I created my most recent enhanced podcast and audio-only podcast using Garageband ’08, part of the iLife 2008 software package available from Apple. One my complaints about past versions of Garageband was the LACK of an “export to file” and “export to mp3” function. With those past versions, users had to “SEND TO iTUNES” via the SHARE menu, and then use the ADVANCED menu of iTunes to convert the AAC formatted podcast into mp3 format. Then, users had to “drag” the file from iTunes to a folder on their hard drive in order to upload it to the web.

With the latest 2008 version of Garageband, this functionality is now included. From the SHARE menu, users can directly choose to save a podcast to disk:

Garageband 08 - Export to disk!

Enhanced podcasts can be exported directly as mono podcasts with 32 kbps quality. That is my preferred bitrate for spoken podcasts, since it is a good balance of quality and smaller file size.

GarageBand Export to Enhanced Podcast File

Wonderfully, a direct export to mp3 format is also available!

GarageBand direct export to mp3

I have consistently found that less than fifty percent of the subscribers to my podcast (currently just 23%) access it via iTunes. Since enhanced podcasts, saved as QuickTime files with the “m4a” extension, can only be played within iTunes or QuickTime player, I’ve always felt it is important to publish an alternative audio-only, mp3 version of each podcast I make. This provides greater accessibility for the podcast and the ideas contained within it, since virtually all media players will play mp3 audio files.

I understood Apple’s desire in the past to encourage podcasters to support the m4a file format and AAC encoding format, and I think that is why they did NOT previously support a direct export to MP3 format option in Garageband. I am VERY glad to see they’ve included this option and functionality in the latest version of Garageband, however. I also like how Garageband (by default) normalizes the audio in an exported podcast to balance audio levels. In all, I am VERY pleased with the new version of Garageband for podcasting. It’s going to be fun to continue to work with this teacher-team in Mid-Del Schools just west of Oklahoma City this fall as they learn how to use Garageband for digital storytelling projects as well! 🙂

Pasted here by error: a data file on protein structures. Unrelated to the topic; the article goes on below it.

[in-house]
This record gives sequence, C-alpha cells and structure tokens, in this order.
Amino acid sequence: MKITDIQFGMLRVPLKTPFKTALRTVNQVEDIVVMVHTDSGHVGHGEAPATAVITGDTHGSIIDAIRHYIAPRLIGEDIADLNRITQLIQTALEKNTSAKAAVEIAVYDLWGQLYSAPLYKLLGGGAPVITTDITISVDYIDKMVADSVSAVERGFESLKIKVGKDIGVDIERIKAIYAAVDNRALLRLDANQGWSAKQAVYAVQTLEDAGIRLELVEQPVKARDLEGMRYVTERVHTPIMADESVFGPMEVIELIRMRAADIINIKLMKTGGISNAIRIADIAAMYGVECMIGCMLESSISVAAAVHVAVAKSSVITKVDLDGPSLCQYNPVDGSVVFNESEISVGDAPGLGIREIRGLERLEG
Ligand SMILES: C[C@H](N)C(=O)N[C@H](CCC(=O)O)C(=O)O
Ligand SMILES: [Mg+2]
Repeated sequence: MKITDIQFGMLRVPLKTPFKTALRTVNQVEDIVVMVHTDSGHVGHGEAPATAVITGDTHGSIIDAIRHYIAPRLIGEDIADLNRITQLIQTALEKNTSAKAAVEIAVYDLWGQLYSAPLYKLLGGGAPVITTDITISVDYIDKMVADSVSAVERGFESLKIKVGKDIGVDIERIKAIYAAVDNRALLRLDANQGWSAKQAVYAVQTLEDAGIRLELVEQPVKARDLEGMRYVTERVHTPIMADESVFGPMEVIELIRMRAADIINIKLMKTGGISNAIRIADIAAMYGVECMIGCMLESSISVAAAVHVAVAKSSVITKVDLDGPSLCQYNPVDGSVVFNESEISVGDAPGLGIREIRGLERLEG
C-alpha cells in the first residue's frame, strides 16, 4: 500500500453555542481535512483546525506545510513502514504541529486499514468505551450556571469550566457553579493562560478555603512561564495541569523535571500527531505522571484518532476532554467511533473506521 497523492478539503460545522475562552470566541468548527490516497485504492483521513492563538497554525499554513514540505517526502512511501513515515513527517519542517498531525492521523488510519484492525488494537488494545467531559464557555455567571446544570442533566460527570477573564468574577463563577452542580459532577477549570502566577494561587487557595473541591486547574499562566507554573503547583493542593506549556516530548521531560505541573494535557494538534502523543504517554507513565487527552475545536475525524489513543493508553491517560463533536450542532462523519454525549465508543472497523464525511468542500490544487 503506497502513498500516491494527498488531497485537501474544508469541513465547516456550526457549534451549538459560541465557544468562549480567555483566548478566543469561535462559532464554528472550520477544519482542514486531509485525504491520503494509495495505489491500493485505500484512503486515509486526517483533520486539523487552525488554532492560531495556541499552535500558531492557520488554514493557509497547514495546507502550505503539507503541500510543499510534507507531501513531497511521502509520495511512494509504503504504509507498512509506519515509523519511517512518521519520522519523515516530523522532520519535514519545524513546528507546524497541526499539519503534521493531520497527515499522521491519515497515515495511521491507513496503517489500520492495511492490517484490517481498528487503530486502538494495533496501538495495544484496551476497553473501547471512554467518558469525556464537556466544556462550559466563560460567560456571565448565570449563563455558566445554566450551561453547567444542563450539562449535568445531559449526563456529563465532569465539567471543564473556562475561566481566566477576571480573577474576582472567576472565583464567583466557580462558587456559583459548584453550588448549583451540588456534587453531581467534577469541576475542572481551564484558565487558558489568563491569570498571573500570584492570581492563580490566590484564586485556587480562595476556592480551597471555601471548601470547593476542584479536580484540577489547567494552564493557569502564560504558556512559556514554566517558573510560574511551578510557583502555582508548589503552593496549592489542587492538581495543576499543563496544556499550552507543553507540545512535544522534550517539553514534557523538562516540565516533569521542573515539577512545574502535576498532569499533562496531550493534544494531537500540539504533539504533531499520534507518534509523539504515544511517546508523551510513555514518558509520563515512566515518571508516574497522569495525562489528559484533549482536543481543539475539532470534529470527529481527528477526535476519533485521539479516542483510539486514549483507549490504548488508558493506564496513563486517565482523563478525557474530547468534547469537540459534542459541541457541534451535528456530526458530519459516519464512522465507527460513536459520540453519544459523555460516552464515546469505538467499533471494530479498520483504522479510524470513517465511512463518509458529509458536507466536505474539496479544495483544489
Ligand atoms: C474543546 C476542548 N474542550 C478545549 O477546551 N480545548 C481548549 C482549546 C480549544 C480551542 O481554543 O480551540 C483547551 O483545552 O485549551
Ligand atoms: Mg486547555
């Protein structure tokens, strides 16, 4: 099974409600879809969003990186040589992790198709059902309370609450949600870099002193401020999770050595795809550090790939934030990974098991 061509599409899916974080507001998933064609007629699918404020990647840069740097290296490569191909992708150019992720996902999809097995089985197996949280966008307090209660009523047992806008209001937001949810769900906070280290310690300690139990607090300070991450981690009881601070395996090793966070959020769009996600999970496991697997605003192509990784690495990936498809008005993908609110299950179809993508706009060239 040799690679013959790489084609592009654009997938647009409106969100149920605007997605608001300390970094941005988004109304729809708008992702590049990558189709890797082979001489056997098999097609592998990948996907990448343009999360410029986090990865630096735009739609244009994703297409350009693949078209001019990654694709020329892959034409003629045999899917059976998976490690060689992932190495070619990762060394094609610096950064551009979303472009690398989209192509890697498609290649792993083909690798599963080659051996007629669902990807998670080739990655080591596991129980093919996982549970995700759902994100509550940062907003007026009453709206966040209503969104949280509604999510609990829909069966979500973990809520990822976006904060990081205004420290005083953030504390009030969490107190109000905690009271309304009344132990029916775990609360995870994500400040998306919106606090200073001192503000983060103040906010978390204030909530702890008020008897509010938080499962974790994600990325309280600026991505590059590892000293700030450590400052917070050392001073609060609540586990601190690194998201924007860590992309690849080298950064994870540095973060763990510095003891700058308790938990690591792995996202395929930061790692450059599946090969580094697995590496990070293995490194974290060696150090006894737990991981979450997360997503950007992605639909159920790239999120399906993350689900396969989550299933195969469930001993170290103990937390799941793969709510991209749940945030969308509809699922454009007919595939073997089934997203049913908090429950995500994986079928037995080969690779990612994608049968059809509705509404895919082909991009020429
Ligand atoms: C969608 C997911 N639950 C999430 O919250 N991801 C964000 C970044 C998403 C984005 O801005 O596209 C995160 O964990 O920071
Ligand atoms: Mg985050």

If you enjoyed this post and found it useful, subscribe to Wes' free newsletter. Check out Wes' video tutorial library, "Playing with Media." Information about more ways to learn with Dr. Wesley Fryer are available on wesfryer.com/after.

On this day..

Share →

3 Responses to Improvements in Garageband ’08 for podcast publishing

  1. Thanks Wes! I haven’t been inside Garageband ’08 yet. Installed, but no play time. Last year I lost about 3 hours of my life trying to figure out a work-around to Garageband’s lack of “export to something that works for me” options.

  2. Bonnie K says:

    Hi Wesley,
    So good to hear about pocasting with Garageband 08. I used it recently for the voice over for a very long digital story I’m creating for my summer institute renewal in October. I create an digital anthology, reading a piece of each participant and then showcase their words with photos, video and music. I created the whole voiceover first in Garageband (40 minutes and saved it in one track, leaving breaks between each story, but when it compressed and was ready to move to Imovie for the other parts, it saved as a whole piece without enough room between pieces and somehow they don’t have a way to split clips or tracks in the new Imovie as far as I can see and I don’t see how to really control the volume of soundtracks for background music at different spots like you could with earlier versions. I hope I’m wrong or they are, will update this.
    PS Have you experimented with this yet?

  3. […] Improvements in Garageband ‘08 for podcast publishing Wes Freyer points out some cool (simple) new exporting features in Garageband ‘08, which I’ve yet to play with even though it’s installed. (tags: ilife08 garageband) […]

Creative Commons License
This work is licensed under a Creative Commons Attribution 3.0 Unported License.

Sharing from Matthews, North Carolina! Connect with Wes on Mastodon.